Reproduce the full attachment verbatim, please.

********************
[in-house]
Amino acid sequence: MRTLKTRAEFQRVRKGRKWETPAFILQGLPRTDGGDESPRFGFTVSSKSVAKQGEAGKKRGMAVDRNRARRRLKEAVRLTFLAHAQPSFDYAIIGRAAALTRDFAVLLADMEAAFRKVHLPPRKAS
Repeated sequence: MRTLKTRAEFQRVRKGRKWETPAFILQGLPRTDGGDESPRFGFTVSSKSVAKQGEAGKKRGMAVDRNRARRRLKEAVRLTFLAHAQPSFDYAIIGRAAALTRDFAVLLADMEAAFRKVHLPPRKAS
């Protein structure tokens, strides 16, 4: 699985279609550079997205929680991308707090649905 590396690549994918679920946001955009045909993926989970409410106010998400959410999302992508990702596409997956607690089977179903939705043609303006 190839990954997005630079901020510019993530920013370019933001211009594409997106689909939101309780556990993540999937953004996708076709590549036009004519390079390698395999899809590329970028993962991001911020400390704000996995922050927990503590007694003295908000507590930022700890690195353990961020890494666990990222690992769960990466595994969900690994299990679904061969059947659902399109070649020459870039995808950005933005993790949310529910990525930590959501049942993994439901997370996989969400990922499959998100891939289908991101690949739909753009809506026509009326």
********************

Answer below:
[in-house]
Amino acid sequence: MRTLKTRAEFQRVRKGRKWETPAFILQGLPRTDGGDESPRFGFTVSSKSVAKQGEAGKKRGMAVDRNRARRRLKEAVRLTFLAHAQPSFDYAIIGRAAALTRDFAVLLADMEAAFRKVHLPPRKAS
Repeated sequence: MRTLKTRAEFQRVRKGRKWETPAFILQGLPRTDGGDESPRFGFTVSSKSVAKQGEAGKKRGMAVDRNRARRRLKEAVRLTFLAHAQPSFDYAIIGRAAALTRDFAVLLADMEAAFRKVHLPPRKAS
């Protein structure tokens, strides 16, 4: 699985279609550079997205929680991308707090649905 590396690549994918679920946001955009045909993926989970409410106010998400959410999302992508990702596409997956607690089977179903939705043609303006 190839990954997005630079901020510019993530920013370019933001211009594409997106689909939101309780556990993540999937953004996708076709590549036009004519390079390698395999899809590329970028993962991001911020400390704000996995922050927990503590007694003295908000507590930022700890690195353990961020890494666990990222690992769960990466595994969900690994299990679904061969059947659902399109070649020459870039995808950005933005993790949310529910990525930590959501049942993994439901997370996989969400990922499959998100891939289908991101690949739909753009809506026509009326």